The Vatican's Apostolic Library is reopening to scholars following a three-year renovation. Improvements have been made to how volumes and manuscripts are catalogued and to security measures. The library re-opens to scholars and academics September 20.
Scholars have not been able to access the wealth of books and manuscripts or the coin and medal collection that belong to the Vatican's Apostolic Library. It has been closed for renovation since 2007. But on September 20th it will be reopened, sparkling clean, with modern technology.
Vatican Library Prefect Monsignor Cesare Pasini says there is great interest for the world to know about the library and its mission, a mission in support of culture. The Holy See has this library that it has maintained for free for centuries, and which it opens to scholars and therefore to the world.
Deputy Prefect Ambrogio Piazzoni explains what the Library is all about.
He says the library keeps everything that is the thought, passion, fantasy and faith that men have produced in written form during the past 20 centuries. And this is in reality not just the heritage of the Vatican Library, but of the whole of humanity.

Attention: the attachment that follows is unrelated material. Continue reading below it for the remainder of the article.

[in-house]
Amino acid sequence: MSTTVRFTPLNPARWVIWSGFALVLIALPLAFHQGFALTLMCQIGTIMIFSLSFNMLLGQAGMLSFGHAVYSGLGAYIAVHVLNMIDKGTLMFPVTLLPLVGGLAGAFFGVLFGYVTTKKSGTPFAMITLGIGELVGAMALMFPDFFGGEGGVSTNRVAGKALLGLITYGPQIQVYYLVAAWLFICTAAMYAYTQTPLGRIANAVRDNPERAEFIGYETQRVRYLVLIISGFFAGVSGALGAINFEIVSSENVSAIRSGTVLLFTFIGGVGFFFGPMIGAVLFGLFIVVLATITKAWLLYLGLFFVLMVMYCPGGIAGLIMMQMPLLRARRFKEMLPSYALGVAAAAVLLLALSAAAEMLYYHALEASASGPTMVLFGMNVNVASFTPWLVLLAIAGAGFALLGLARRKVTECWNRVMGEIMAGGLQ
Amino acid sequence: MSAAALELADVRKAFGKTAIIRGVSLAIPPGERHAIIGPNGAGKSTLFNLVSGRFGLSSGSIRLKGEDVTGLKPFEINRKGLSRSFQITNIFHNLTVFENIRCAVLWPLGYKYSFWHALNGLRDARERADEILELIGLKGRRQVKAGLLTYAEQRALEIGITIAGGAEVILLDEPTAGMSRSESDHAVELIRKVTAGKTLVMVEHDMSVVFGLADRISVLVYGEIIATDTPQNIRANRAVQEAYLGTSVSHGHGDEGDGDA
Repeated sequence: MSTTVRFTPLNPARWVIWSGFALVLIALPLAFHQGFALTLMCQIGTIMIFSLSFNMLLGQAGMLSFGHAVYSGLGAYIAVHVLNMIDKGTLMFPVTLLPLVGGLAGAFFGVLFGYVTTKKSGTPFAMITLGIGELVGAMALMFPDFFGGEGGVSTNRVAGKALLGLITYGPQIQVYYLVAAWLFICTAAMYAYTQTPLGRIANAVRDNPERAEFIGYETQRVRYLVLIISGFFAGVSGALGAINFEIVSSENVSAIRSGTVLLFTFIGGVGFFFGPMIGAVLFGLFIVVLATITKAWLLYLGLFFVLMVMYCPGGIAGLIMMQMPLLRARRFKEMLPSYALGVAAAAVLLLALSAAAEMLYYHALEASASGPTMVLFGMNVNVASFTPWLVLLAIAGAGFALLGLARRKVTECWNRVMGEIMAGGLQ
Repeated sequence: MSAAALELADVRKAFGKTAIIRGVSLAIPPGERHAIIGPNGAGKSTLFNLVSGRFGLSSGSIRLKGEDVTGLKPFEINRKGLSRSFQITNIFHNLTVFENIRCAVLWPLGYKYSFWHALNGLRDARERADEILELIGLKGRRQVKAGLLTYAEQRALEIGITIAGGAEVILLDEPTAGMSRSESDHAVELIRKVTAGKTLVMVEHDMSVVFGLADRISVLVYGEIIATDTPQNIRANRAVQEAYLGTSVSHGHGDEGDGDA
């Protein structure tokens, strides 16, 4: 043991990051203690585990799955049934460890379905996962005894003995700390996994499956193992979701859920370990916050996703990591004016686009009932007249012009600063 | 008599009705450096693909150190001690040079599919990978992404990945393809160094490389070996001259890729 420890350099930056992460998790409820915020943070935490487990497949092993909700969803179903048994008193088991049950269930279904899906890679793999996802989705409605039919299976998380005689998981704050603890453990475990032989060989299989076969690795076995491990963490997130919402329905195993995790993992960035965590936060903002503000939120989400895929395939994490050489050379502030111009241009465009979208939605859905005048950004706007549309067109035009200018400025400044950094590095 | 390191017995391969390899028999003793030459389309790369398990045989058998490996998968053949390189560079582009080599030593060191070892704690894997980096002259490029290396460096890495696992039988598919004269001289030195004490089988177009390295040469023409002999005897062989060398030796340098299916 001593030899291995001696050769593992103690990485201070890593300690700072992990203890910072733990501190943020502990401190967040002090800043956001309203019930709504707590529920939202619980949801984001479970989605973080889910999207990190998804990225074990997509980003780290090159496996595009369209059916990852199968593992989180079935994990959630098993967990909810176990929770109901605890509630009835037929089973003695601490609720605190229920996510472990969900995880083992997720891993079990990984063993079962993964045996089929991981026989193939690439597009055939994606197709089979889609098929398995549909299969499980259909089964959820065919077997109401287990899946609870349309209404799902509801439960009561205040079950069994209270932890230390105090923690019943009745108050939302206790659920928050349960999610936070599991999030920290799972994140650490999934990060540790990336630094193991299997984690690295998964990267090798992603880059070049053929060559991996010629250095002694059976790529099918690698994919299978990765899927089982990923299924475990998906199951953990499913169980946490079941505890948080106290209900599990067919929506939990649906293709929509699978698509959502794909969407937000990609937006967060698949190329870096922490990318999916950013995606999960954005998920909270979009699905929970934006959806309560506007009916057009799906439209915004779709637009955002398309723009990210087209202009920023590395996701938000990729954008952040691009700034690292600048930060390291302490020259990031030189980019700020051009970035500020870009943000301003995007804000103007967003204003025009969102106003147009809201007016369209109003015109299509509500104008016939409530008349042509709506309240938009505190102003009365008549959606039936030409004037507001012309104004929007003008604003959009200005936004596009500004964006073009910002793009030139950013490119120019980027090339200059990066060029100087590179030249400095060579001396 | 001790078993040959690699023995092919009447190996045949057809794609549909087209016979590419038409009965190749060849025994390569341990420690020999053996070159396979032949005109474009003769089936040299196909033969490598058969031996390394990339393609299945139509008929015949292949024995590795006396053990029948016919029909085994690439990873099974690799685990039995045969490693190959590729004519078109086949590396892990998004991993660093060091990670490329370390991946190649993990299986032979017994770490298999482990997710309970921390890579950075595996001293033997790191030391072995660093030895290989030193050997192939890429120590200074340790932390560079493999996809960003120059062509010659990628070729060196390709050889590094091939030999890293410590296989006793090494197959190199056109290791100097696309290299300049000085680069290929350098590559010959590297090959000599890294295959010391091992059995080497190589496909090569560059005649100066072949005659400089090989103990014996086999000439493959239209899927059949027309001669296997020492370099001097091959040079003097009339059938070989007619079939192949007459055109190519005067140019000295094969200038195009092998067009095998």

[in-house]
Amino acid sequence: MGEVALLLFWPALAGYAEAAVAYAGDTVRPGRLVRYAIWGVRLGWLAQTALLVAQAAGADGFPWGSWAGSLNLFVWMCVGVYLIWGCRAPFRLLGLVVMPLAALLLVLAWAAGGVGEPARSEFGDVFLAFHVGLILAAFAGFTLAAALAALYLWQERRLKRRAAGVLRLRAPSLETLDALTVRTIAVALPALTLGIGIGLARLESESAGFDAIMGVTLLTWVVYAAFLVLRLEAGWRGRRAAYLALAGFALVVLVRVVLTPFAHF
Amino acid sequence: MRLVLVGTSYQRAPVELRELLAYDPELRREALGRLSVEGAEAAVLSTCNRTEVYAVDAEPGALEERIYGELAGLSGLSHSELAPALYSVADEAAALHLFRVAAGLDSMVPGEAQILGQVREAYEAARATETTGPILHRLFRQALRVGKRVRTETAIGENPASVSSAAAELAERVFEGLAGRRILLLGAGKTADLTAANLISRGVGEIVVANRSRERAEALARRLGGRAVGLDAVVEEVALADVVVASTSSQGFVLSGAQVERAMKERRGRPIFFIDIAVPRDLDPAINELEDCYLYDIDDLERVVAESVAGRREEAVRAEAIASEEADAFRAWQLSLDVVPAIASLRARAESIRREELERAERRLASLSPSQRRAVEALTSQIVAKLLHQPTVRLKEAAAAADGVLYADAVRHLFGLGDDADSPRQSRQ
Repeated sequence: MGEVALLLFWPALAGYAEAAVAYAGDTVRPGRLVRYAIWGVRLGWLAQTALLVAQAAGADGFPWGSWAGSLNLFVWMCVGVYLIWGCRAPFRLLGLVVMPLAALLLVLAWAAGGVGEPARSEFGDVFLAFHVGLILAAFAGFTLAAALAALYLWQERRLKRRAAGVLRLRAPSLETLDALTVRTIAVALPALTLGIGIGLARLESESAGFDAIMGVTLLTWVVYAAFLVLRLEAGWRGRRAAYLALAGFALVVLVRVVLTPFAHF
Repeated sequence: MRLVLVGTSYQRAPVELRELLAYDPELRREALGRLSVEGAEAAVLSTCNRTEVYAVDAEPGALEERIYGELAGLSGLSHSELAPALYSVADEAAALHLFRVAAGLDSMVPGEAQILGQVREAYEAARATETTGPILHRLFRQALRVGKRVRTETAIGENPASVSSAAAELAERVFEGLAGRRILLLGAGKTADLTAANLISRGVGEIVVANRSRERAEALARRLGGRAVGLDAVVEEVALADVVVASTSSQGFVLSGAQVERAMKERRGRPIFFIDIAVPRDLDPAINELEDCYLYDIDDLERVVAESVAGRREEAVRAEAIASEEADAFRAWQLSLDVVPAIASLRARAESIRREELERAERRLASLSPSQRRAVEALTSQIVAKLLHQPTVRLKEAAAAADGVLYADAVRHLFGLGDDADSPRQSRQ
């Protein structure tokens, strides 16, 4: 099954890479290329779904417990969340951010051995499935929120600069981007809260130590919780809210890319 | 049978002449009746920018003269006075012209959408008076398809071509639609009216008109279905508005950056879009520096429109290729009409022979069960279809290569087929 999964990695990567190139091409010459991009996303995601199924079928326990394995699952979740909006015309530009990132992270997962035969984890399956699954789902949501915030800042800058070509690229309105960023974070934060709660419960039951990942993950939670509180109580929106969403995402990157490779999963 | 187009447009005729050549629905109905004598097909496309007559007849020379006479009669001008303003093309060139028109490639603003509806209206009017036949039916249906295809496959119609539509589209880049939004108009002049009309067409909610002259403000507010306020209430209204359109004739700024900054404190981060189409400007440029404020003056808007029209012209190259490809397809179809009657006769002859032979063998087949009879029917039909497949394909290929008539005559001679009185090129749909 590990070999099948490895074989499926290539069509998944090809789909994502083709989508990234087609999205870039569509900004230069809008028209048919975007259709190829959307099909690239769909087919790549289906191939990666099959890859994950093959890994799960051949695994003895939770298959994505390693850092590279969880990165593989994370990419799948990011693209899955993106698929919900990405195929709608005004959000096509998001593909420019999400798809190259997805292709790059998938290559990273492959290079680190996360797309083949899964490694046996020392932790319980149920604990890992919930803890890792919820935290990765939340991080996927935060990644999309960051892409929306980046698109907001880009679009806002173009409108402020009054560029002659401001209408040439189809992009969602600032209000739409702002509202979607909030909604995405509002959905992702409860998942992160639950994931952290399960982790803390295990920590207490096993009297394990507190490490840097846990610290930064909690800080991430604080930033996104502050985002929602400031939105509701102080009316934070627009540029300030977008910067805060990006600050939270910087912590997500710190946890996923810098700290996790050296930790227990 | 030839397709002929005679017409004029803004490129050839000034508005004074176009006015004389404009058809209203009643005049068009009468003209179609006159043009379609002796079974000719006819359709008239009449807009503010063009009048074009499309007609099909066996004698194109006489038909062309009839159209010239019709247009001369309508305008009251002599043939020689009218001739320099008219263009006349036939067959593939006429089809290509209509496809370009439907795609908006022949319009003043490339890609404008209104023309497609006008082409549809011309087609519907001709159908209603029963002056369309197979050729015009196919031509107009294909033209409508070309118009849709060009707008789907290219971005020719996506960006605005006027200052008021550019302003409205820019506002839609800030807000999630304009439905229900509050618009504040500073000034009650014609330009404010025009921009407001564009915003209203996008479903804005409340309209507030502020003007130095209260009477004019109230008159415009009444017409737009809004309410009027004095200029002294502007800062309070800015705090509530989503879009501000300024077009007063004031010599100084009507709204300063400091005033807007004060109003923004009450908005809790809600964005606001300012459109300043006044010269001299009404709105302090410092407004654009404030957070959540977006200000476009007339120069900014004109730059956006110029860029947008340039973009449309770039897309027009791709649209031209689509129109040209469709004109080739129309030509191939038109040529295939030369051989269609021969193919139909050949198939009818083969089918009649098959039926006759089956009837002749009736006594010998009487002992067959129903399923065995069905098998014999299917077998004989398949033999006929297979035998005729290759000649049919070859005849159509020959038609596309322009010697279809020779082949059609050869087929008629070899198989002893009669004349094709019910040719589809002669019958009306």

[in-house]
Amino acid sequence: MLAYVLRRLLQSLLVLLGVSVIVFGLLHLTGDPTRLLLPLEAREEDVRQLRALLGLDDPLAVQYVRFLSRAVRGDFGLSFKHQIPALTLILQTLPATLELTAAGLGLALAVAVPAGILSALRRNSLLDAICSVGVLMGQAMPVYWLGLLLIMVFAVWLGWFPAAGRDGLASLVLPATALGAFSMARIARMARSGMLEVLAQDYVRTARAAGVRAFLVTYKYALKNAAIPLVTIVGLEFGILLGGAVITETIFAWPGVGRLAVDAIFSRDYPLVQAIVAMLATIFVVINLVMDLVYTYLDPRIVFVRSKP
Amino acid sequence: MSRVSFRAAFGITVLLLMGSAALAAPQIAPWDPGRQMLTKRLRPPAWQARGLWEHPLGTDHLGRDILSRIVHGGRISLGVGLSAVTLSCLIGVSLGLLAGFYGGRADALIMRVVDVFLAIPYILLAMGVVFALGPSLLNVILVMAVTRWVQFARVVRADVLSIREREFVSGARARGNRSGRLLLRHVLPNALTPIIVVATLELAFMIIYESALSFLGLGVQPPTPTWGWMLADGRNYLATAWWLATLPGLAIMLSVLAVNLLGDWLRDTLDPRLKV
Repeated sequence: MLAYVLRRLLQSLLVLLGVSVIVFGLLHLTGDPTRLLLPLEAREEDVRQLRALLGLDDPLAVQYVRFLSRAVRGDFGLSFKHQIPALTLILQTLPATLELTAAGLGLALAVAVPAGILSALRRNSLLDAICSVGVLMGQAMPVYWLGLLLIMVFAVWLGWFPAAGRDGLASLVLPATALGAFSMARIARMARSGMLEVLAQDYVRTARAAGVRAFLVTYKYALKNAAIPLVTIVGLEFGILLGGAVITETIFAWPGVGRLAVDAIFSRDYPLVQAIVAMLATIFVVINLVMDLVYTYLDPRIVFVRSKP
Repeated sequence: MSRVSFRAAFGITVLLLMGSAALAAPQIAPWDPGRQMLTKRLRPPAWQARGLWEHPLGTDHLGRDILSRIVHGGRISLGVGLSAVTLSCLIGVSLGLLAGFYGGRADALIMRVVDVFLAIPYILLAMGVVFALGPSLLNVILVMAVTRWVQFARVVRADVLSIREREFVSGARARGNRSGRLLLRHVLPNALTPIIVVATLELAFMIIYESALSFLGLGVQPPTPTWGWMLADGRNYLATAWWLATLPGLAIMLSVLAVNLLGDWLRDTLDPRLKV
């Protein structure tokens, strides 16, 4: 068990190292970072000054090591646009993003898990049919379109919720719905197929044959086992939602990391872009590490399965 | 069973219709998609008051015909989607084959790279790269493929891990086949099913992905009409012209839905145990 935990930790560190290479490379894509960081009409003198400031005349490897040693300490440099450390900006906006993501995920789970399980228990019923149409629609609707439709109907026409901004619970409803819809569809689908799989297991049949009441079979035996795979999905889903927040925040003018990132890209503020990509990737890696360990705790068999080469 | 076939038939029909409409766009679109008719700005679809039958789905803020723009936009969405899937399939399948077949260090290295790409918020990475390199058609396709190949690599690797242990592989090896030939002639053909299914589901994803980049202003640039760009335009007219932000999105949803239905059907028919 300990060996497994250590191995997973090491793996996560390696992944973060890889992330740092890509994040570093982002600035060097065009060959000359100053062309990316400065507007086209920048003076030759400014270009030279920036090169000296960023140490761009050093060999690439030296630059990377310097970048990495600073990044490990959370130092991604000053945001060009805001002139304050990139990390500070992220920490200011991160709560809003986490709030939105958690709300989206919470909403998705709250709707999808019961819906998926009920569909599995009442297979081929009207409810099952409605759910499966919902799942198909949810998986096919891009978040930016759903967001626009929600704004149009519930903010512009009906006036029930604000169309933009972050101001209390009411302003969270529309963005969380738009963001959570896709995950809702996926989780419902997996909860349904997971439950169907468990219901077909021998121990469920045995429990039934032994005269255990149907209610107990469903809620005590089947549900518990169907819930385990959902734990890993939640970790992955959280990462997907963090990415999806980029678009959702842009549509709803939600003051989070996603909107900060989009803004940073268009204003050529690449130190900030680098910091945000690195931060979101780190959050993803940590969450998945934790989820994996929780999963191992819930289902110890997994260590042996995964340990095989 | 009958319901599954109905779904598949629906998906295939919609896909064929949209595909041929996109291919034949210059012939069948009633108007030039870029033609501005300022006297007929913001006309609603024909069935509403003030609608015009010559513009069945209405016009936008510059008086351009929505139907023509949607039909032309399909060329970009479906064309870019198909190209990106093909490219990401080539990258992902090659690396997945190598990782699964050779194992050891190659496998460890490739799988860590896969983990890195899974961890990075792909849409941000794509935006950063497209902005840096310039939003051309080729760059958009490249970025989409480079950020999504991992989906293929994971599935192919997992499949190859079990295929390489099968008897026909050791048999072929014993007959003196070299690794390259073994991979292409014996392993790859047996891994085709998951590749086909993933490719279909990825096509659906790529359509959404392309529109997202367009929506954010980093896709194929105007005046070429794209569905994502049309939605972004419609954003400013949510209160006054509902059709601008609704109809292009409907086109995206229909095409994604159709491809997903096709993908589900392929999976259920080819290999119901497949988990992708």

The Library does not check out books, although with special authorization it has been possible to borrow books, manuscripts, coins and medals for special exhibits. Only the Pope can check out a book.
Piazzoni says the greatness of the Vatican Library resides above all in the quality of its books. There are 1.6-million volumes. Many other libraries in the world have more, but the Vatican Library has 80,000 medieval and humanistic manuscripts, which can be compared only to the national libraries in Paris and London.
A new sophisticated security and tracking system has been installed. A scholar visiting the library will receive a magnetic badge that will track his movements inside the library. In addition electronic tags have been inserted in each of the books so that they can be easily located.
Piazzoni says in this kind of a library if a book is misplaced it is like losing it, because finding it would be up to chance. But with this new radio-frequencies system of identification it will be much easier to find a book and return it to its rightful place.
The Vatican library was started by Pope Nicholas V in the early 1450s with an initial 350 Latin manuscripts. By the time he died in 1455, the collection had swelled to about 1,500 publications and was the largest in Europe. Pope Nicholas wanted a library that did not belong only to the pope but to scholars all over the world. Vatican officials say 150 to 200 scholars will be allowed into the library every day.